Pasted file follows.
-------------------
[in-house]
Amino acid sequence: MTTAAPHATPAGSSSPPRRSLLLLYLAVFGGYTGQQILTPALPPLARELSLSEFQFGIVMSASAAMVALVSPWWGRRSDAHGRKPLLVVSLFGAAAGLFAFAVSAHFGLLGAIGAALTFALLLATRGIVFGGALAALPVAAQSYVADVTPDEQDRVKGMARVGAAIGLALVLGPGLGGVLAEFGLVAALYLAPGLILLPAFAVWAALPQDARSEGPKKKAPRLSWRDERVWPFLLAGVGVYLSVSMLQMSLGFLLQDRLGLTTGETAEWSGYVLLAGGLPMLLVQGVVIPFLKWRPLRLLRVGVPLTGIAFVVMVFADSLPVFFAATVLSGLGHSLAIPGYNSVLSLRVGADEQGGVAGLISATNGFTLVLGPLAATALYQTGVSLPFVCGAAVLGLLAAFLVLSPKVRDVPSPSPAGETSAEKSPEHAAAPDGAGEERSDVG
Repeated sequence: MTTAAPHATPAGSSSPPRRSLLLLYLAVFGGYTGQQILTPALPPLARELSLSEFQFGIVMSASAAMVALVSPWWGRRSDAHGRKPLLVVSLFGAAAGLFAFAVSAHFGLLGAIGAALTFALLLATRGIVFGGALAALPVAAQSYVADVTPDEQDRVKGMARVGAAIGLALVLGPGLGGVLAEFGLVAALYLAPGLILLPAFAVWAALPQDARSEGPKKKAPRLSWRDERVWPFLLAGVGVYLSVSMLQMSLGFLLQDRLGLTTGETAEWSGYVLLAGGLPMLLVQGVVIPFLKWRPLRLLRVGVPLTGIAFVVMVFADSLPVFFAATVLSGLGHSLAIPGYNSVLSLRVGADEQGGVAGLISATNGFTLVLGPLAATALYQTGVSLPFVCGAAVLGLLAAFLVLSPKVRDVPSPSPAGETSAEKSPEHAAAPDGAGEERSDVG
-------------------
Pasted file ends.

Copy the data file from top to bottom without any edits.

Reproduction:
[in-house]
Amino acid sequence: MTTAAPHATPAGSSSPPRRSLLLLYLAVFGGYTGQQILTPALPPLARELSLSEFQFGIVMSASAAMVALVSPWWGRRSDAHGRKPLLVVSLFGAAAGLFAFAVSAHFGLLGAIGAALTFALLLATRGIVFGGALAALPVAAQSYVADVTPDEQDRVKGMARVGAAIGLALVLGPGLGGVLAEFGLVAALYLAPGLILLPAFAVWAALPQDARSEGPKKKAPRLSWRDERVWPFLLAGVGVYLSVSMLQMSLGFLLQDRLGLTTGETAEWSGYVLLAGGLPMLLVQGVVIPFLKWRPLRLLRVGVPLTGIAFVVMVFADSLPVFFAATVLSGLGHSLAIPGYNSVLSLRVGADEQGGVAGLISATNGFTLVLGPLAATALYQTGVSLPFVCGAAVLGLLAAFLVLSPKVRDVPSPSPAGETSAEKSPEHAAAPDGAGEERSDVG
Repeated sequence: MTTAAPHATPAGSSSPPRRSLLLLYLAVFGGYTGQQILTPALPPLARELSLSEFQFGIVMSASAAMVALVSPWWGRRSDAHGRKPLLVVSLFGAAAGLFAFAVSAHFGLLGAIGAALTFALLLATRGIVFGGALAALPVAAQSYVADVTPDEQDRVKGMARVGAAIGLALVLGPGLGGVLAEFGLVAALYLAPGLILLPAFAVWAALPQDARSEGPKKKAPRLSWRDERVWPFLLAGVGVYLSVSMLQMSLGFLLQDRLGLTTGETAEWSGYVLLAGGLPMLLVQGVVIPFLKWRPLRLLRVGVPLTGIAFVVMVFADSLPVFFAATVLSGLGHSLAIPGYNSVLSLRVGADEQGGVAGLISATNGFTLVLGPLAATALYQTGVSLPFVCGAAVLGLLAAFLVLSPKVRDVPSPSPAGETSAEKSPEHAAAPDGAGEERSDVG